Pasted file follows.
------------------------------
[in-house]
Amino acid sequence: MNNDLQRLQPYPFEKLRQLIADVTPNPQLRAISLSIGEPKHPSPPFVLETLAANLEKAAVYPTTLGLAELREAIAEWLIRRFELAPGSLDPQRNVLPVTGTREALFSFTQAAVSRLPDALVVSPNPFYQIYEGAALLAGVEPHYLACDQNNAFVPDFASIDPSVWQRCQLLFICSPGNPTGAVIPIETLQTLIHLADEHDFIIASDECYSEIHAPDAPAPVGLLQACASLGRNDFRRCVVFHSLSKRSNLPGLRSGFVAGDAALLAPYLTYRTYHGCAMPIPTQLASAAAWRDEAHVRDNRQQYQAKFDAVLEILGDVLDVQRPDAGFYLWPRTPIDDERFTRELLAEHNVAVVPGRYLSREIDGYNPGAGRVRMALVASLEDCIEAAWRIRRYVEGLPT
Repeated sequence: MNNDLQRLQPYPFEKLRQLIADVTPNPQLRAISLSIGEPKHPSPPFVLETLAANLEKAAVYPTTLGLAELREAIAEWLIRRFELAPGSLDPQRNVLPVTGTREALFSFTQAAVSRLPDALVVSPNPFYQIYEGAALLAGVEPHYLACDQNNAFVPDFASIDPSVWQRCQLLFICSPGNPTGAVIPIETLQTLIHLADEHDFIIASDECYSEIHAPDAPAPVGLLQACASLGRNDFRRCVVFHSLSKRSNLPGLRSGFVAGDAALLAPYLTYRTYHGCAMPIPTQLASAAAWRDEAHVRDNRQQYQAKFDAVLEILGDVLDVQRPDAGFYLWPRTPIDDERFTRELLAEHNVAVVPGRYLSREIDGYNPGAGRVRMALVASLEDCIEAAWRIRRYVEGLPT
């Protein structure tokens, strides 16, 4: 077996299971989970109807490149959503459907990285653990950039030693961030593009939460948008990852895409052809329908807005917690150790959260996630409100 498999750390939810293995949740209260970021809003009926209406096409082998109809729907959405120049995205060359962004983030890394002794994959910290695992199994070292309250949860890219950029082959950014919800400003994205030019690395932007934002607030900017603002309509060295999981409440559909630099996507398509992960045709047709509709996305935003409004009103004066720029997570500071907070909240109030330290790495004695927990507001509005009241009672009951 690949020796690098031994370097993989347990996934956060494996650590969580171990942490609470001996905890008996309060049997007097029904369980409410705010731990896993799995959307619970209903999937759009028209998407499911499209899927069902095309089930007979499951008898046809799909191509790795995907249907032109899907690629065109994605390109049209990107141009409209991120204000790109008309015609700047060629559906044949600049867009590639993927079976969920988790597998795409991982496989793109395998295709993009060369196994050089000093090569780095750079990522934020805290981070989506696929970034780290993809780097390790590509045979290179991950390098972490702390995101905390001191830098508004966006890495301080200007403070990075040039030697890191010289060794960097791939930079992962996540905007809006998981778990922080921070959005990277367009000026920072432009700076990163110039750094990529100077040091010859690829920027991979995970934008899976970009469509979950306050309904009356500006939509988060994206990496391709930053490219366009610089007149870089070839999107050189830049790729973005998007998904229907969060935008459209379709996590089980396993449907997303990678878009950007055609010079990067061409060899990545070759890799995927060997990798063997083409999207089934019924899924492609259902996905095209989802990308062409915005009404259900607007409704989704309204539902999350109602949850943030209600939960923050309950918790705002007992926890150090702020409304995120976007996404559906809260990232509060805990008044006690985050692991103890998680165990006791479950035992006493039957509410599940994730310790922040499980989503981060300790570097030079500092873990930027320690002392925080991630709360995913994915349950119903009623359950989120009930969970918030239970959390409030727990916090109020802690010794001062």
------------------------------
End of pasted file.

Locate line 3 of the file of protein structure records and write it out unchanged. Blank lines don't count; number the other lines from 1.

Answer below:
Repeated sequence: MNNDLQRLQPYPFEKLRQLIADVTPNPQLRAISLSIGEPKHPSPPFVLETLAANLEKAAVYPTTLGLAELREAIAEWLIRRFELAPGSLDPQRNVLPVTGTREALFSFTQAAVSRLPDALVVSPNPFYQIYEGAALLAGVEPHYLACDQNNAFVPDFASIDPSVWQRCQLLFICSPGNPTGAVIPIETLQTLIHLADEHDFIIASDECYSEIHAPDAPAPVGLLQACASLGRNDFRRCVVFHSLSKRSNLPGLRSGFVAGDAALLAPYLTYRTYHGCAMPIPTQLASAAAWRDEAHVRDNRQQYQAKFDAVLEILGDVLDVQRPDAGFYLWPRTPIDDERFTRELLAEHNVAVVPGRYLSREIDGYNPGAGRVRMALVASLEDCIEAAWRIRRYVEGLPT